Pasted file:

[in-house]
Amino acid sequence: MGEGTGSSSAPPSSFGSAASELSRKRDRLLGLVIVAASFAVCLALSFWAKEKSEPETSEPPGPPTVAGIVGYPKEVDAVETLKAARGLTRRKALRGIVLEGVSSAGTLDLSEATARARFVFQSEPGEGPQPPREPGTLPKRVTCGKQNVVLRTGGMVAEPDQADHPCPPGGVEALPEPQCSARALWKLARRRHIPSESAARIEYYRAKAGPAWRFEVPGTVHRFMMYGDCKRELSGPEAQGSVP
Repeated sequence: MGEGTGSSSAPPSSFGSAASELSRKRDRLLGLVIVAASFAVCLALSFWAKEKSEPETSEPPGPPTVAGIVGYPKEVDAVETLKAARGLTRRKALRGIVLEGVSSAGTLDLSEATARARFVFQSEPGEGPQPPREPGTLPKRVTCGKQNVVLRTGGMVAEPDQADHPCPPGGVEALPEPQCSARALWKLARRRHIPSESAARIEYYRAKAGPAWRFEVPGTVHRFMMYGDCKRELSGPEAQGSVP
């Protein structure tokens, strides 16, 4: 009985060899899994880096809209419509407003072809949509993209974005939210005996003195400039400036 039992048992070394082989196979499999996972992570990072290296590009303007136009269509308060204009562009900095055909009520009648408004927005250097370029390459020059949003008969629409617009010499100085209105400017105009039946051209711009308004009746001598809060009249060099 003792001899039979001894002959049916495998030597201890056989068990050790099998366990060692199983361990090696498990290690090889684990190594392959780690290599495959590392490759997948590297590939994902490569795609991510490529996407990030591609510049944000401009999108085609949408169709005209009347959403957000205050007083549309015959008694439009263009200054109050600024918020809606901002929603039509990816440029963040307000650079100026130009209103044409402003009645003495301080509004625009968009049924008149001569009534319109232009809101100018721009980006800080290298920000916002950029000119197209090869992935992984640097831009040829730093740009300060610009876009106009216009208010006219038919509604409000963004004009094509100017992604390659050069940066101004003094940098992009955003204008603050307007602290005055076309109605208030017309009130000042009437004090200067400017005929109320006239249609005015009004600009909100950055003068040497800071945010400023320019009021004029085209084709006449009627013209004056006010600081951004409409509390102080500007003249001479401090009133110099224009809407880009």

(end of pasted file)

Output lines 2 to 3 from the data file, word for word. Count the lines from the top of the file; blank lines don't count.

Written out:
Amino acid sequence: MGEGTGSSSAPPSSFGSAASELSRKRDRLLGLVIVAASFAVCLALSFWAKEKSEPETSEPPGPPTVAGIVGYPKEVDAVETLKAARGLTRRKALRGIVLEGVSSAGTLDLSEATARARFVFQSEPGEGPQPPREPGTLPKRVTCGKQNVVLRTGGMVAEPDQADHPCPPGGVEALPEPQCSARALWKLARRRHIPSESAARIEYYRAKAGPAWRFEVPGTVHRFMMYGDCKRELSGPEAQGSVP
Repeated sequence: MGEGTGSSSAPPSSFGSAASELSRKRDRLLGLVIVAASFAVCLALSFWAKEKSEPETSEPPGPPTVAGIVGYPKEVDAVETLKAARGLTRRKALRGIVLEGVSSAGTLDLSEATARARFVFQSEPGEGPQPPREPGTLPKRVTCGKQNVVLRTGGMVAEPDQADHPCPPGGVEALPEPQCSARALWKLARRRHIPSESAARIEYYRAKAGPAWRFEVPGTVHRFMMYGDCKRELSGPEAQGSVP